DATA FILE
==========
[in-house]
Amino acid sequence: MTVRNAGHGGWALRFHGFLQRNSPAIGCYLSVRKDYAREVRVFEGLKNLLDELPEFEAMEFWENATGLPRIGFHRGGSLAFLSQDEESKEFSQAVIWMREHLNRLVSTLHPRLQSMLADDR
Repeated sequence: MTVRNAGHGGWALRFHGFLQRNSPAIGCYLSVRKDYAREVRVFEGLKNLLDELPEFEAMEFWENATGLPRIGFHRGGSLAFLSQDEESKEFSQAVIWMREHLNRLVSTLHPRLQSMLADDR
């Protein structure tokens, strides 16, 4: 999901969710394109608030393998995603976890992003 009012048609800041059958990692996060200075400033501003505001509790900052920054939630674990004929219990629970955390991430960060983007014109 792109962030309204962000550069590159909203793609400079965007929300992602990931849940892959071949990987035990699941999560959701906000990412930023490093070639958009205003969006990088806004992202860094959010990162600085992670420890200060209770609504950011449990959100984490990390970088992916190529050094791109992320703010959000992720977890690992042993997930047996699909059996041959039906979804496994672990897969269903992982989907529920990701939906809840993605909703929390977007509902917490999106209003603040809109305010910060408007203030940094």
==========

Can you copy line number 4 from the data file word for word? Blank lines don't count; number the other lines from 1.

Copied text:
């Protein structure tokens, strides 16, 4: 999901969710394109608030393998995603976890992003 009012048609800041059958990692996060200075400033501003505001509790900052920054939630674990004929219990629970955390991430960060983007014109 792109962030309204962000550069590159909203793609400079965007929300992602990931849940892959071949990987035990699941999560959701906000990412930023490093070639958009205003969006990088806004992202860094959010990162600085992670420890200060209770609504950011449990959100984490990390970088992916190529050094791109992320703010959000992720977890690992042993997930047996699909059996041959039906979804496994672990897969269903992982989907529920990701939906809840993605909703929390977007509902917490999106209003603040809109305010910060408007203030940094």